Tool for hijacking application update sessions to be demonstrated at hackers conference

Security company Radware will show vulnerabilities while updating on insecure public networks

LAS VEGAS—Automatic software updates can provide patches to fix security flaws and introduce new features on installed applications, but they also can expose mobile computers to malicious code, say researchers from the application security firm Radware.

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“Most applications today support an update feature,” said Itzik Kotler, Security Operation Center team leader. When online, they automatically open an http connection to the vendor site to request updates, and then prompt the user to approve the download. “You will check ‘yes’ because you are expecting it to download a file.”

But in an unsecured environment such as a public WiFi network, the user can be subject to a man-in-the-middle attack that can hijack the session, direct it to an alternative site and download malicious software.

Kotler and Tomer Bitton, a security researcher at Radware, will demonstrate this attack and release a tool to build and inject false update replies at the DEFCON hacker convention, a sister event to the Black Hat Briefings, being held this weekend at the Riviera Hotel and Casino.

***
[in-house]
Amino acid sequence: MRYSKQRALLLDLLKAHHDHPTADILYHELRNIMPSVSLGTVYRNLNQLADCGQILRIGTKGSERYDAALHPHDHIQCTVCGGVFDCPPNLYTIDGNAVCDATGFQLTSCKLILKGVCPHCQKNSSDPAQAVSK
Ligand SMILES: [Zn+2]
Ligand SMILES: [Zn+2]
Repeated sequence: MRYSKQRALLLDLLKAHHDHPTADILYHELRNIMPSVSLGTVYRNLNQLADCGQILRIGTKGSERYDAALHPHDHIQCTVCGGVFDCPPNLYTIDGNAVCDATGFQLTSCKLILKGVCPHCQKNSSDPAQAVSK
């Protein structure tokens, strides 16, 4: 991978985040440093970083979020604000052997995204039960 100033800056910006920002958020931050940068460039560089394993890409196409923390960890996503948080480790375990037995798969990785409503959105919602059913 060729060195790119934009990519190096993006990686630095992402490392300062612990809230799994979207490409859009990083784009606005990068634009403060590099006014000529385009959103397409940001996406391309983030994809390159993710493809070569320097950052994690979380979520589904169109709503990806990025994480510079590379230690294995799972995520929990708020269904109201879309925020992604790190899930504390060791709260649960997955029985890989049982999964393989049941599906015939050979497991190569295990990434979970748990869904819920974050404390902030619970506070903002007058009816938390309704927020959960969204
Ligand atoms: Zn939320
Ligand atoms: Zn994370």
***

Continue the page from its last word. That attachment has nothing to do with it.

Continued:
Kotler said the release of the tool is intended to spur better security for applications and for network infrastructures. “There is a need for continued education on emerging online and network security threats,” he said.

The attack has not yet been seen in the wild, but relatively few vendors protect against it by digitally signing software updates. An incomplete survey of applications found more than 100 that are vulnerable to hijacking on unsecured networks, Kotler said.

“This is a fundamental flaw of http,” he said. “It does not tell you where you are really going.” Update features depend on the security of the infrastructure to ensure that the connection is reliable.

“We have an assumption that the network is reliable and secure,” he said. This might be true within an enterprise, but mobile devices increasingly are being used on wireless connections over WiFi in public places, where sessions are subject to sniffing by nearby devices.

“It can hijack your antivirus update,” and download code that could disable an antivirus engine or block a signature for a specific piece of malicious code, Kotler said. “It can also turn the victim into an attacker,” with commands to sniff for other wireless sessions in the area.

The solution against an update attack is for vendors to digitally sign updates and make the public key available to browsers so that the code can be verified before they are executed and the application “won’t run just anything,” he said. Only a relatively small handful of companies are signing updates now, but they include some of the largest vendors, including Microsoft, Sun’s Java and Google.

“This is an investment that vendors need to make to protect their customers,” Kotler said. He said he planned to approach vendors prior to his presentation on Saturday to inform them of the exploit and the need for protecting updates. Until signing becomes common, mobile users should use caution when outside of the enterprise. “When you go to an insecure network, you should consider all of the potential outcomes.”

About the Author

William Jackson is a Maryland-based freelance writer.

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